The retail portion of Reef Dispensaries in Las Vegas, NV, photographed during a tour of the facility. (Photo: Daniel Nee/Shorebeat)
The retail portion of Reef Dispensaries in Las Vegas, NV, photographed during a tour of the facility. (Photo: Daniel Nee/Shorebeat)

A hearing that lasted over four hours and drew impassioned arguments from residents and advocates on both sides of the cannabis legalization issue may have been all for naught.

A review of the bill by several media outlets – including Shorebeat – on Thursday indicates that any ordinance approved by municipalities before the substance is actually legalized would be considered “null and void,” and the township would have to advertise, vote twice and hold another hearing before imposing a prohibition on the sale or cultivation of cannabis.

That possibility only exists if the current bill which could be up for a vote next week passes. Reports Thursday held that the there may not be enough votes in either house of the state legislature to assure passage, though if enough political horse-trading over the weekend pays off, Gov. Phil Murphy would sign the measure into law.

The text of the bill widely characterizes the “null and void” provision as applying to any ordinance “addressing the issue of prohibiting one or more types of cannabis-related activities” in a given town. Brick officials, earlier this month, approved a bill that prohibits the sale, cultivation, processing and research activities of recreational cannabis. The law calls for the state to create a cannabis regulatory commission to develop policies related to the sale of legal, recreational marijuana. While municipalities will have the opportunity to prohibit sales and cultivation, they would only be able to do so after that commission – whose members would be appointed by the governor and legislature – produce those regulations. At that time only, towns would have the chance to enact ordinances within “180 days following the adoption of the commission’s initial rules.”

Locally, Brick and Point Pleasant Beach have passed prohibition ordinances. In Ocean County, Surf City passed a pre-emptive ordinance as well, and one has been introduced by Seaside Heights, though it has yet to be adopted by way of a final vote after a public hearing.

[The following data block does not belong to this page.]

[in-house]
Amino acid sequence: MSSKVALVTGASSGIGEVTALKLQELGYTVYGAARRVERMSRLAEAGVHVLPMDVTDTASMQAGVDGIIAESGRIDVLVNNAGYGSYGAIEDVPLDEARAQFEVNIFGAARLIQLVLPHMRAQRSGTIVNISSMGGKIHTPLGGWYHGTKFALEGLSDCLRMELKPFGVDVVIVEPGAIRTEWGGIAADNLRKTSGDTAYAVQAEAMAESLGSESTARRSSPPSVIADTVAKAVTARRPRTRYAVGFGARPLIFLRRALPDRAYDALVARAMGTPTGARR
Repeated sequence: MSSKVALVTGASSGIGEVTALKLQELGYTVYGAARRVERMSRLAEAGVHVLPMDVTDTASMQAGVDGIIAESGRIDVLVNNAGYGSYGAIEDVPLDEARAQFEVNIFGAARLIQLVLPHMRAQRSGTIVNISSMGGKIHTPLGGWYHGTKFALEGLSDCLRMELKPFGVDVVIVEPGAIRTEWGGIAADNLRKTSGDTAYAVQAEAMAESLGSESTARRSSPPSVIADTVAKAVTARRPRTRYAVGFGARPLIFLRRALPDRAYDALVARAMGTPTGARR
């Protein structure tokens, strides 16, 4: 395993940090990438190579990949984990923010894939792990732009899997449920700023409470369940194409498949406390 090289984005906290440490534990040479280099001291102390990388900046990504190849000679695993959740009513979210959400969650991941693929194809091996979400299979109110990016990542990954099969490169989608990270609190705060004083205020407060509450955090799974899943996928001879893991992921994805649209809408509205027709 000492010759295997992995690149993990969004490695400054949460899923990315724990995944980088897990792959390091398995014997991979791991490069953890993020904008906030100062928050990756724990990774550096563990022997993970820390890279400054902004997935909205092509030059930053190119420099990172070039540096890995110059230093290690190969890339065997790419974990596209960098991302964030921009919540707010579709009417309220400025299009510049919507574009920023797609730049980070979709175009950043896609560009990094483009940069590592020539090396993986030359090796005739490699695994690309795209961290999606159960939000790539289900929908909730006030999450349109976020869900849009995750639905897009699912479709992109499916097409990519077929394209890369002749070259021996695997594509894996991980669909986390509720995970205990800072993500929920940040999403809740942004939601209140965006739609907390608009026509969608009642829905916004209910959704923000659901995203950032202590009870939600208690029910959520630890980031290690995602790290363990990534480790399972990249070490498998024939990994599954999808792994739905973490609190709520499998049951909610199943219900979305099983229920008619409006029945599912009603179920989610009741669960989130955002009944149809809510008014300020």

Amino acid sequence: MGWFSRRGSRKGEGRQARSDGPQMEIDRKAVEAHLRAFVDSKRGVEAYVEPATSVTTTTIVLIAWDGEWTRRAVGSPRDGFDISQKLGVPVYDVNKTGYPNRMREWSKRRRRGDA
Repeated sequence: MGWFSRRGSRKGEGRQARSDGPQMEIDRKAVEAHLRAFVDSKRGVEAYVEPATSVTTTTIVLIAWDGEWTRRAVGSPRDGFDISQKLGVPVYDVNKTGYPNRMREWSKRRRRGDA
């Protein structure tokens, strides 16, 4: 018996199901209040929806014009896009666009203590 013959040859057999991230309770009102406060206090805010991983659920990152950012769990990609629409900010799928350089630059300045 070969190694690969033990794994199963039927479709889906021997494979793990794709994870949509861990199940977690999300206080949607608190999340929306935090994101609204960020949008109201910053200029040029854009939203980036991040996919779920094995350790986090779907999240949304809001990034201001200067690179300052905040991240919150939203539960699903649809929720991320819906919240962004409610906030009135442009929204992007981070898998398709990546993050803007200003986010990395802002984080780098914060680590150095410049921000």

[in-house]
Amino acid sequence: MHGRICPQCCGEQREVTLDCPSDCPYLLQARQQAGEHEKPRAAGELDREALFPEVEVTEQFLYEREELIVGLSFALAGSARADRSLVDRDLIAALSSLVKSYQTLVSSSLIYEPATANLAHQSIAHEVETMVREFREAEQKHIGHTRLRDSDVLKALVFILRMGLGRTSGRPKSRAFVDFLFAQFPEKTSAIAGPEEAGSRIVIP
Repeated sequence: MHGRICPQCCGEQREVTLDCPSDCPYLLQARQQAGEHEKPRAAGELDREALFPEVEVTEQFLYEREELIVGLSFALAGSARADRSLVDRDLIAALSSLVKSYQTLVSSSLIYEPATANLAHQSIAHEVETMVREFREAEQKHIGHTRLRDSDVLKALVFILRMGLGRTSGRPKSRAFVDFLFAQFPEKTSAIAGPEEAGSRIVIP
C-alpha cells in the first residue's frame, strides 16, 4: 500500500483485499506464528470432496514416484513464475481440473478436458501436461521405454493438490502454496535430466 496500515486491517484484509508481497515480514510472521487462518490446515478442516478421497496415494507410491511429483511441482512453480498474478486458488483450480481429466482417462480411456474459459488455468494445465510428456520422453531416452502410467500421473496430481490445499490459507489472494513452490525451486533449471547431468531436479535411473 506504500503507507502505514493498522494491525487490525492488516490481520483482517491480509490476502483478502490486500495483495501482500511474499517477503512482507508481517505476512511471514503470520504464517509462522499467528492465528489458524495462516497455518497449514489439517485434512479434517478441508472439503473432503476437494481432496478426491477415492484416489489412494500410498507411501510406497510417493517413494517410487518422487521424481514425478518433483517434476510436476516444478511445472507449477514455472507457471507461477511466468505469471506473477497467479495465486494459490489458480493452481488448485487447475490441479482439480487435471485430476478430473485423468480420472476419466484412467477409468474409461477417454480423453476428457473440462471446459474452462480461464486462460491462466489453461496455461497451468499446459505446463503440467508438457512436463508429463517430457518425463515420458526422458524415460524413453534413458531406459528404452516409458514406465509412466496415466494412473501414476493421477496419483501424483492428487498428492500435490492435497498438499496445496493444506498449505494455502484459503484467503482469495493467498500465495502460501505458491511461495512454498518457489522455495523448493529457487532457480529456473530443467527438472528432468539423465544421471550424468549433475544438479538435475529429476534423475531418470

The law states:

Only an ordinance to prohibit one or more classes of cannabis establishment enacted pursuant to the specific authority to do so by this section shall be valid and enforceable; any ordinance enacted by a local governmental entity prior to the effective date of this section addressing the issue of prohibiting one or more types of cannabis-related activities within the jurisdiction of the local governmental entity is null and void, and that entity may only prohibit the operation of one or more classes of cannabis establishment by enactment of a new ordinance based upon the specific authority to do so by this section. 

Mayor John Ducey long warned that pre-emptive ordinances would not be enforceable, but ultimately concluded – with advice from township attorney Kevin Starkey – that because Brick’s ordinance referenced the specific classes of cannabis-related activities in the proposal, it would stand. The law’s plain language contradicts that, though Ducey on Thursday night told Shorebeat that the ordinance is valid.

“Brick has banned the sale of recreational marijuana, cultivation, testing and manufacturing, so it’s over,” said Ducey.

Brick’s law applies only to the sale and cultivation of cannabis for recreational use, so it would not have an effect on a cultivation center which only services the medical industry. Jersey Shore Therapeutic Health Care is seeking to switch its case from the zoning board to planning board with the hope of opening a cultivation facility at 385 Adamston Road, arguing that farming is a permitted use within the rural residential zone, in which the property is located. Brick’s land use ordinances allow for “traditional” farming uses, which will almost certainly be a bone of contention for a group of neighbors who have hired attorneys to oppose the operation. The matter as a whole could face scrutiny as to whether cultivated marijuana for medical use could find its way to the recreational market, in which case Brick’s ordinance – if it is enforceable – would apply.

But the bill’s language expressly states that ordinances of that type must be passed after legislation legalizing recreational cannabis is signed into law and a regulatory commission publishes rules and regulations for the market.

Brick Shorebeat will update this story if additional information becomes available.